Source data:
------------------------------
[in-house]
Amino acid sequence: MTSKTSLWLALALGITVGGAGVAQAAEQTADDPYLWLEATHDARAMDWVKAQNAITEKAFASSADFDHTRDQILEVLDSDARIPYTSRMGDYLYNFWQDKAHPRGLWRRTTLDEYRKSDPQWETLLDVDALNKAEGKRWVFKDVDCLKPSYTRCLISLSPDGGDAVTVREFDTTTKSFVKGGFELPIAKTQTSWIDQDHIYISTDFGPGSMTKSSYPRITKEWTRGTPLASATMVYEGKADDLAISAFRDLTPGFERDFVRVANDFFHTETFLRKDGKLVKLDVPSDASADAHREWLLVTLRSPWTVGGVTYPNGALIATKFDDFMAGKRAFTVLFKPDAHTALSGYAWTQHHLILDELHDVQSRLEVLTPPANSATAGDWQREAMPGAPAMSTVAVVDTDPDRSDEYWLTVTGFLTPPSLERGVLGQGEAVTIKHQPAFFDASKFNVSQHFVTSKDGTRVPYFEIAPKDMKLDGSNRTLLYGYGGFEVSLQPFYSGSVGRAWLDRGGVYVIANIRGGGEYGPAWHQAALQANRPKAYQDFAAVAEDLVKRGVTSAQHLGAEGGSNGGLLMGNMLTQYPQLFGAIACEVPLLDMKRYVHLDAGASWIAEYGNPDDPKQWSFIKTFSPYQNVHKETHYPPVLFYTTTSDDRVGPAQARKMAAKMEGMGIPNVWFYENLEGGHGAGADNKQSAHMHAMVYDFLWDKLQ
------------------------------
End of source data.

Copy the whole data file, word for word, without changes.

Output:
[in-house]
Amino acid sequence: MTSKTSLWLALALGITVGGAGVAQAAEQTADDPYLWLEATHDARAMDWVKAQNAITEKAFASSADFDHTRDQILEVLDSDARIPYTSRMGDYLYNFWQDKAHPRGLWRRTTLDEYRKSDPQWETLLDVDALNKAEGKRWVFKDVDCLKPSYTRCLISLSPDGGDAVTVREFDTTTKSFVKGGFELPIAKTQTSWIDQDHIYISTDFGPGSMTKSSYPRITKEWTRGTPLASATMVYEGKADDLAISAFRDLTPGFERDFVRVANDFFHTETFLRKDGKLVKLDVPSDASADAHREWLLVTLRSPWTVGGVTYPNGALIATKFDDFMAGKRAFTVLFKPDAHTALSGYAWTQHHLILDELHDVQSRLEVLTPPANSATAGDWQREAMPGAPAMSTVAVVDTDPDRSDEYWLTVTGFLTPPSLERGVLGQGEAVTIKHQPAFFDASKFNVSQHFVTSKDGTRVPYFEIAPKDMKLDGSNRTLLYGYGGFEVSLQPFYSGSVGRAWLDRGGVYVIANIRGGGEYGPAWHQAALQANRPKAYQDFAAVAEDLVKRGVTSAQHLGAEGGSNGGLLMGNMLTQYPQLFGAIACEVPLLDMKRYVHLDAGASWIAEYGNPDDPKQWSFIKTFSPYQNVHKETHYPPVLFYTTTSDDRVGPAQARKMAAKMEGMGIPNVWFYENLEGGHGAGADNKQSAHMHAMVYDFLWDKLQ